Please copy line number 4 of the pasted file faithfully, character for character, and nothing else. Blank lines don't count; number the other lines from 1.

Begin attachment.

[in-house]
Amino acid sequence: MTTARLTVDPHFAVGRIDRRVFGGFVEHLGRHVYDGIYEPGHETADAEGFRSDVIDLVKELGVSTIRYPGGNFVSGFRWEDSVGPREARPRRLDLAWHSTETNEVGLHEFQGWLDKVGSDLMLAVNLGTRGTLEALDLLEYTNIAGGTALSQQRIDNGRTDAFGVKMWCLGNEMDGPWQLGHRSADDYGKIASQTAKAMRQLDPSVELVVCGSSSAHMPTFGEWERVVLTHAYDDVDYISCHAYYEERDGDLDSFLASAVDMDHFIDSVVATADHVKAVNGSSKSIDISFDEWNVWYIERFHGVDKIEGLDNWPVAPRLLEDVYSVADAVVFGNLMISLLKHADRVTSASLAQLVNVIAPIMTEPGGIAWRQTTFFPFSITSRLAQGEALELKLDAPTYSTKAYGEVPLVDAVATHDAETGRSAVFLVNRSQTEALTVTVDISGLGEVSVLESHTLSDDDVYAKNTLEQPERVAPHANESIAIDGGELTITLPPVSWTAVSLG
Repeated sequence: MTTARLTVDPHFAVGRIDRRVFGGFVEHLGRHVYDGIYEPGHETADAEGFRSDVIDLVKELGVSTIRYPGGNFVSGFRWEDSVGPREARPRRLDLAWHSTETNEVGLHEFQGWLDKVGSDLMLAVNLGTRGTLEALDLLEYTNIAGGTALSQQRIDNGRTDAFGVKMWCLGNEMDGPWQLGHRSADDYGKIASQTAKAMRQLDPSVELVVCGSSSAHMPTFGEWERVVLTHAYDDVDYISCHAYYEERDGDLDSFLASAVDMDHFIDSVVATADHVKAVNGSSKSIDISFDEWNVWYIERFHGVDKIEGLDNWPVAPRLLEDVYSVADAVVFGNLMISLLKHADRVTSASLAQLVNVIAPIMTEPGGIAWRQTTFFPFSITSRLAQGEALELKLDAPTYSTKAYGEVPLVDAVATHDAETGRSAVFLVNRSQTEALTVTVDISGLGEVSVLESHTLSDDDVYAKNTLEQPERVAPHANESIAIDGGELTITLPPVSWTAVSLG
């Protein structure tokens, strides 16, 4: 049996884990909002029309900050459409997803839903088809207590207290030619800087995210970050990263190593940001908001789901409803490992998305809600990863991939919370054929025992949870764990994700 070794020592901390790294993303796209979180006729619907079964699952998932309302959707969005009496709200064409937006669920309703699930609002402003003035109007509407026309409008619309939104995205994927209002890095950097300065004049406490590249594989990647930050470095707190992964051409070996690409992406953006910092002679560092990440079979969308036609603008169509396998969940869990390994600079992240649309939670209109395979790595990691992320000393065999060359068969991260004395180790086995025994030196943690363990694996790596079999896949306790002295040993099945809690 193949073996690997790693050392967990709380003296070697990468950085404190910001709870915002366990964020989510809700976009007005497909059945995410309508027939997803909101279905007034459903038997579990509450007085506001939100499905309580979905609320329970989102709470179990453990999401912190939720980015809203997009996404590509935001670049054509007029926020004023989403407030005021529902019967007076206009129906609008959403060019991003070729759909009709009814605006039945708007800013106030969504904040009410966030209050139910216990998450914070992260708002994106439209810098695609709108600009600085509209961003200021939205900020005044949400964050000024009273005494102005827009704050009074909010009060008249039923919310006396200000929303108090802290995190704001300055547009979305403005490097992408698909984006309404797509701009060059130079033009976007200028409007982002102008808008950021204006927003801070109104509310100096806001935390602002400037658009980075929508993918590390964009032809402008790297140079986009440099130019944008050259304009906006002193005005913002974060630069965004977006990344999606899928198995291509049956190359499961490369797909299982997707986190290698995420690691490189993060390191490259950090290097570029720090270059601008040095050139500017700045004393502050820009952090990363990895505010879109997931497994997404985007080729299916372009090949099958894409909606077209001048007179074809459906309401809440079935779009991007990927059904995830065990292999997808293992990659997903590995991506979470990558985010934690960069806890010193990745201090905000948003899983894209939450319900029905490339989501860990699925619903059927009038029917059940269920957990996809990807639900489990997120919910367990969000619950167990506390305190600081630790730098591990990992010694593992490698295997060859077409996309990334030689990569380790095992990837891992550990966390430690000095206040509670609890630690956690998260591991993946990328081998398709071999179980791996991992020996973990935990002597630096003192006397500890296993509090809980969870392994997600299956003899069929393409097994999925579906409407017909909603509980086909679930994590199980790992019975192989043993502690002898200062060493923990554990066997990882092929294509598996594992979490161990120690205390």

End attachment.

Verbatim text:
């Protein structure tokens, strides 16, 4: 049996884990909002029309900050459409997803839903088809207590207290030619800087995210970050990263190593940001908001789901409803490992998305809600990863991939919370054929025992949870764990994700 070794020592901390790294993303796209979180006729619907079964699952998932309302959707969005009496709200064409937006669920309703699930609002402003003035109007509407026309409008619309939104995205994927209002890095950097300065004049406490590249594989990647930050470095707190992964051409070996690409992406953006910092002679560092990440079979969308036609603008169509396998969940869990390994600079992240649309939670209109395979790595990691992320000393065999060359068969991260004395180790086995025994030196943690363990694996790596079999896949306790002295040993099945809690 193949073996690997790693050392967990709380003296070697990468950085404190910001709870915002366990964020989510809700976009007005497909059945995410309508027939997803909101279905007034459903038997579990509450007085506001939100499905309580979905609320329970989102709470179990453990999401912190939720980015809203997009996404590509935001670049054509007029926020004023989403407030005021529902019967007076206009129906609008959403060019991003070729759909009709009814605006039945708007800013106030969504904040009410966030209050139910216990998450914070992260708002994106439209810098695609709108600009600085509209961003200021939205900020005044949400964050000024009273005494102005827009704050009074909010009060008249039923919310006396200000929303108090802290995190704001300055547009979305403005490097992408698909984006309404797509701009060059130079033009976007200028409007982002102008808008950021204006927003801070109104509310100096806001935390602002400037658009980075929508993918590390964009032809402008790297140079986009440099130019944008050259304009906006002193005005913002974060630069965004977006990344999606899928198995291509049956190359499961490369797909299982997707986190290698995420690691490189993060390191490259950090290097570029720090270059601008040095050139500017700045004393502050820009952090990363990895505010879109997931497994997404985007080729299916372009090949099958894409909606077209001048007179074809459906309401809440079935779009991007990927059904995830065990292999997808293992990659997903590995991506979470990558985010934690960069806890010193990745201090905000948003899983894209939450319900029905490339989501860990699925619903059927009038029917059940269920957990996809990807639900489990997120919910367990969000619950167990506390305190600081630790730098591990990992010694593992490698295997060859077409996309990334030689990569380790095992990837891992550990966390430690000095206040509670609890630690956690998260591991993946990328081998398709071999179980791996991992020996973990935990002597630096003192006397500890296993509090809980969870392994997600299956003899069929393409097994999925579906409407017909909603509980086909679930994590199980790992019975192989043993502690002898200062060493923990554990066997990882092929294509598996594992979490161990120690205390």